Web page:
Collision Attacks against the Knudsen-Preneel Compression Functions

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Collision Attacks against the Knudsen-Preneel Compression Functions
Collision Attacks against the Knudsen-Preneel Compression Functions.png
Authors Onur O ̈zen[@: 1] and
Martijn Stam[@: 2]
Published 2010 г.
Web site International Association for Cryptologic Research
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Abstract. Knudsen and Preneel (Asiacrypt’96 and Crypto’97) intro- duced a hash function design in which a linear error-correcting code is used to build a wide-pipe compression function from underlying block- ciphers operating in Davies-Meyer mode. Their main design goal was to deliver compression functions with collision resistance up to, and even beyond, the block size of the underlying blockciphers. In this paper, we present new collision-finding attacks against these compression functions using the ideas of an unpublished work of Watanabe and the preimage attackofO ̈zen,Shrimpton,andStam(FSE’10).Inbrief,ourbestattack has a time complexity strictly smaller than the block-size for all but two of the parameter sets. Consequently, the time complexity lower bound proven by Knudsen and Preneel is incorrect and the compression func- tions do not achieve the security level they were designed for.
Keywords: Collision attack, coding theory, compression function.

Introduction

Hash functions are currently at the centre of the cryptographic community’s attention. While most of this attention is geared directly towards the SHA- 3 competition (by analysing its remaining candidates), other, arguably more fundamental questions regarding hash function design should not be forgotten. After all, the study of the underlying principles of hash function design are potentially beneficial for the SHA-3 decision process.

The two most revered principles in hash function design are (i) the Merkle-Damgard iterative construction, or more generally the principle of designing a secure compression function and (ii) the Davies-Meyer construction, or more generally the principle of using a blockcipher as underlying primitive. Indeed, the currently standardized hash functions from the SHA family follow this approach (as did their predecessor MD5) as well as several of the SHA-3 candidates.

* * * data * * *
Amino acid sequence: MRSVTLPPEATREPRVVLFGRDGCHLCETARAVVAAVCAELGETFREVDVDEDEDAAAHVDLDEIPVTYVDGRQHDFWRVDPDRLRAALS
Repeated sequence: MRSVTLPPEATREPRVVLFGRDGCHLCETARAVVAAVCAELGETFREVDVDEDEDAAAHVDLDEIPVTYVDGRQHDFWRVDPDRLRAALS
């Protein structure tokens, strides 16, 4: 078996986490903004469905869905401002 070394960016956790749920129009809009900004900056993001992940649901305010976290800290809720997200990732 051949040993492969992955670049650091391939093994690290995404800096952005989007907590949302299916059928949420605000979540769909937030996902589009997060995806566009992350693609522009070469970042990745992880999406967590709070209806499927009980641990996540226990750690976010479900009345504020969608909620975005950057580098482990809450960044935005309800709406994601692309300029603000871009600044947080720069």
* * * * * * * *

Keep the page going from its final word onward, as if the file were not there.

It was already recognized early on that the output sizes of traditional block-ciphers are insufficient to yield a secure compression function[1].. This still holds true today: for all the (optimally secure) PGV blockcipher-based compression functions[2], [3], [4] based on an 𝑛-bit blockcipher, the (time) complexity of collision- and preimage-finding attacks is at most resp. ; when 𝑛 = 128 (e.g. AES) the resulting bounds are mostly unacceptable for current practice (in particular for collision resistance).

To achieve acceptable security (based on small block sizes) it is necessary to output a multiple of the block-length. In the 1990s many constructions were proposed for this goal, mostly outputting 2𝑛 bits with the explicit collision re- sistance target of 2𝑛 (see[5],[6] for an overview). The standard goal for these constructions has been optimal collision-resistance: a target output size is fixed and the compression function should be collision resistant up to the birthday bound for that digest size. In three papers[7],[8],[9], Knudsen and Preneel adopted a different approach, namely to fix a particular security target and let the output size (and relatedly the number of blockcipher calls) vary as needed in order to guarantee a particular security target without imposing optimal security.

Specifically, given 𝑟 independent ideal compression functions each mapping to bits, they create a new ‘bigger’ compression function out- putting 𝑟𝑛 bits. Following principles (i) and (ii) already mentioned, they then propose to instantiate the underlying ideal compression functions with a blockci- pher run in Davies-Meyer mode and to iterate the compression function to obtain a full blockcipher-based hash function. However, they derive their security from the compression function, so that is where we will focus our attention.